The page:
Hendrix is normally associated with heavy psychedelic blues rock. But he had a softer side too, as demonstrated by ‘The Wind Cries Mary’. As his third single following the rockers ‘Hey Joe’ and ‘Purple Haze’, it allowed him to show his musical range. ‘The Wind Cries Mary’ was influenced by Curtis Mayfield; it was reportedly written after a fight that Hendrix had with his girlfriend Kathy Etchingham over lumpy mashed potatoes. She suggested that the line “a broom is drearily sweeping up the broken pieces of yesterday’s life” was inspired by the incident.
#5 All Along the Watchtower
written by Bob Dylan, from Electric Ladyland, 1968
Occasionally, a cover version transforms a song into its definitive version. Aretha Franklin transformed Otis Redding’s ‘Respect’ into an empowerment anthem in 1967. In 1968, Hendrix reinvented Dylan’s acoustic, Biblical fable into a searing rocker. In 1995, Dylan told the Fort Lauderdale Sentinel that “It overwhelmed me, really. He had such talent, he could find things inside a song and vigorously develop them. He found things that other people wouldn’t think of finding in there. He probably improved upon it by the spaces he was using. I took license with the song from his version, actually, and continue to do it to this day.”
#4 Little Wing
from Axis: Bold as Love, 1967
‘Little Wing’ was never released as a single – it appeared as the b-side of some posthumous releases. But it’s become one of Hendrix’s most beloved songs anyway, a gentle and dreamy piece punctuated by dramatic drum fills from Mitchell. Like ‘The Wind Cries Mary’, ‘Little Wing’ was influenced by Curtis Mayfield. Mayfield was one of the many acts Hendrix played for during his musical apprenticeship; he was later quoted by Roby and Schreiber stating- “The best gig was with Curtis Mayfield and the Impressions. Curtis was a really good guitarist … I learned a lot in that short time. He probably influenced me more than anyone I’d ever played with up to that time, that sweet sound of his, you know”.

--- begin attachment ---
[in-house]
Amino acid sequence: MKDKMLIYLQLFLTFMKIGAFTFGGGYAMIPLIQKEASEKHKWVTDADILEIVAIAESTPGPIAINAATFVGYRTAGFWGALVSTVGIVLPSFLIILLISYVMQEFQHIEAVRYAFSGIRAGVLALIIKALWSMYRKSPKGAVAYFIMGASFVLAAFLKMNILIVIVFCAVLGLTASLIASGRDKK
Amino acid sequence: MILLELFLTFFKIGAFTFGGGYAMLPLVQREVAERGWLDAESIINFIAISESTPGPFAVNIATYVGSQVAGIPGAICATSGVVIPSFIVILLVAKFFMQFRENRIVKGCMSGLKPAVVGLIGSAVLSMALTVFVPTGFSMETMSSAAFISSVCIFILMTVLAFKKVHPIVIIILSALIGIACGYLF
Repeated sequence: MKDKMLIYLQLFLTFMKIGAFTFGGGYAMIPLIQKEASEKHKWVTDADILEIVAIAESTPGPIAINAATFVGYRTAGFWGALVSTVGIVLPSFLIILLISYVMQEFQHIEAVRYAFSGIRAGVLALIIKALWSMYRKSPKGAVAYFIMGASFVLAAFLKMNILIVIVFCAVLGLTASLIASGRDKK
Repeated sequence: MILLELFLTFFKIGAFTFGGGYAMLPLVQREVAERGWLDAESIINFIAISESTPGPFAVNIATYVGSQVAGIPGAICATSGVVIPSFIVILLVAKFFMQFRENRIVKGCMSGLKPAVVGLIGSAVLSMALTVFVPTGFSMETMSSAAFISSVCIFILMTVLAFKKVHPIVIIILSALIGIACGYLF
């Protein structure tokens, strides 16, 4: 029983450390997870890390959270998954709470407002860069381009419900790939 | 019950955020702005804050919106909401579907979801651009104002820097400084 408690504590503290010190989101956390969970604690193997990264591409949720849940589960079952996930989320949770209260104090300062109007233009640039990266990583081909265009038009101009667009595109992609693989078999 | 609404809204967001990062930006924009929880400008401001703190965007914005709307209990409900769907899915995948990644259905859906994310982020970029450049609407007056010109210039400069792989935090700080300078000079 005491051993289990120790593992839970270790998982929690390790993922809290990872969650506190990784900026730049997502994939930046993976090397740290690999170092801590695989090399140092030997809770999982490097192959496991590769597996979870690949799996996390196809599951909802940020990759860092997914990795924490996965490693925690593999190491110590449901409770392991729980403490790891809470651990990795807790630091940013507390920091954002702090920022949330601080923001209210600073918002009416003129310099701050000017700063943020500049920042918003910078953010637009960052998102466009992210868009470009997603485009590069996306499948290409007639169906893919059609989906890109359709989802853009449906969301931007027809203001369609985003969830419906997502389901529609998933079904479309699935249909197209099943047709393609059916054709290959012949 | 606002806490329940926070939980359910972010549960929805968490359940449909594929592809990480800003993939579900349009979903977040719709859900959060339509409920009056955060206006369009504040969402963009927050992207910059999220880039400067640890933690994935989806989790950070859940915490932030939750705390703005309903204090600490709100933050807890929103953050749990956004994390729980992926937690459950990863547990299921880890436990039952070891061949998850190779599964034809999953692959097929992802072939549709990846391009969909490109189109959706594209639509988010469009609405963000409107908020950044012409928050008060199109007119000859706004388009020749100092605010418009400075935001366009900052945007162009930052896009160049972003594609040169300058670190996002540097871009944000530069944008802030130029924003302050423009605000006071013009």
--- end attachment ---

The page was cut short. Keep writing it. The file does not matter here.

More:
‘Little Wing’ has been famously covered by other notable guitars – Duane Allman and Eric Clapton played it with Derek and the Dominos, while Stevie Ray Vaughan received a posthumous Grammy for his version.
#3 Voodoo Child (Slight Return)
from Electric Ladyland, 1968
One of the great all-time guitar riffs opens ‘Voodoo Child (Slight Return)’, Hendrix using a wah-wah pedal to psychedelicize the Delta blues. It was derived from ‘Voodoo Chile’, a 15 minute jam that also appears on Electric Ladyland. The original jam featured Mitchell and Hendrix along with Jack Casady on bass and Steve Winwood on keyboards. The Experience recorded ‘Voodoo Child (Slight Return)’ the next morning – it became Hendrix’s only #1 UK single in late 1970.
#2 Purple Haze
non-album single, 1967
Producer Chas Chandler claimed that he heard Hendrix playing the riff that would become ‘Purple Haze’, encouraging him to write a song around it. According to Chandler, Hendrix wrote the rest of the song on Boxing Day 1966, in a dressing room before a gig. It features the E7#9 chord, often used in jazz and R&B, but known as the “Hendrix chord” as the guitarist introduced it to rock music. ‘Purple Haze’ is also notable for its famous misheard lyric (or mondegreen). The line “‘Scuse me while I kiss the sky” is often mistaken for “‘Scuse me while I kiss this guy”.
#1 Crosstown Traffic
from Electric Ladyland, 1968
Compared to most of the singles Hendrix released during his lifetime, ‘Crosstown Traffic’ is overlooked. It didn’t crack the Billboard top 50. But it’s terrific, packed with ideas – there’s a hard-hitting guitar riff, while the backing vocals from Redding and Traffic’s Dave Mason are great. It’s almost uncategorizable, taking elements from blues, funk, and psychedelia.
Did I miss your favourite Jimi Hendrix song?